As you may have heard, London Mayor Sadiq Khan announced a fares freeze for next year. Some may expect, or hope, that this cover Southeastern passengers. Don’t be silly, you’ll still be paying some of the highest fares in all of London, and now even higher.
The freeze applies to the Underground, London Overground, Trams, Buses, the DLR and also some National Rail services that operate under TfL fare zone prices, such as C2C trains over in east London and Great Western passengers in the west.
Southeastern, under Department for Transport policy, will put an extra 10p on every journey. A journey such as Abbey Wood to Woolwich Arsenal goes from £1.80 to £1.90 off-peak. Yet another near 5% annual rise.
In most of London a Tube or Overground trip is only £1.50 off-peak no matter what distance, providing it doesn’t go through Zone 1.
A TfL takeover of Southeastern really can’t come soon enough. Central Government, through the Department for Transport, still wont confirm as time ticks away.
To highlight the unfair system now in place, just over the river on C2C trains, a single Oyster trip from Zone 6 to Zone 2 is £2.80 in the peak or £1.50 off-peak. This is due to that franchise using TfL fare prices.
Cross the river, and Southeastern passengers pay £4.30 in the peak or £2.70 off-peak.
And to add insult to this injury these higher fares go up 10p, whilst the cheaper fares elsewhere are frozen.
Changing to the tube
Another way south east Londoners using trains are charged higher fares is when changing to the tube. Do so when you get to, say, London Bridge to head to St Pancras, and your off-peak £2.80 fare goes up to £4.10.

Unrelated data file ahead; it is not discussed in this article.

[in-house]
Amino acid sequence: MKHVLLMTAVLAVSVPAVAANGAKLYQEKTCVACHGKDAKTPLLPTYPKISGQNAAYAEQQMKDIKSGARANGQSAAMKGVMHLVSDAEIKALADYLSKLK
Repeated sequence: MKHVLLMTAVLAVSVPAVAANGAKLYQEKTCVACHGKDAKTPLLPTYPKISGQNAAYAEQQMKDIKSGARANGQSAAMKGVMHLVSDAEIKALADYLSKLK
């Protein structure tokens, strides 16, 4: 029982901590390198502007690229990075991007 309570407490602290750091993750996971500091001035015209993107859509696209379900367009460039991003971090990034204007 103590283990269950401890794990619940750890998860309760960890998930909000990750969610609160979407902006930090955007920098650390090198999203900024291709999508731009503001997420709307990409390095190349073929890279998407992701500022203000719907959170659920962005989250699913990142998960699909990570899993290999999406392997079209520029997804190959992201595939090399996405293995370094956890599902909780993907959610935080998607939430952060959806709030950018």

This £1.50 surcharge doesn’t apply to C2C passengers, nor Great Western, nor those on the DLR or Overground. Fortunately this doesn’t look like rising 10p, but the vast discrepancy remains and will do so until the Department for Transport aren’t in control of services.
Greater Anglia takeover
As I’ve said before, those lucky people in east London saw TfL takeover some Greater Anglia services in 2015. Almost immediately TfL set to work and ordered new trains. They also hired staff to supervise stations from first to last trains. Passenger numbers rose 27% in a year. Now they get a fare freeze.
Southeastern may have been in with a chance of TfL taking over in 2014, but our old friends at the Department for Transport messed up awarding the Virgin West Coast franchise, which meant all others were put on hold and delayed. This gave Southeastern three more years, which many are paying for day in and day out.
Will the DfT finally allow south east London rail users the perks enjoyed in many other places in London? Time is rapidly running out. It’s Autumn Statement day tomorrow. Let’s hope a takeover is approved, or many more years of higher fares and sub-standard services will be the case for many in this part of London.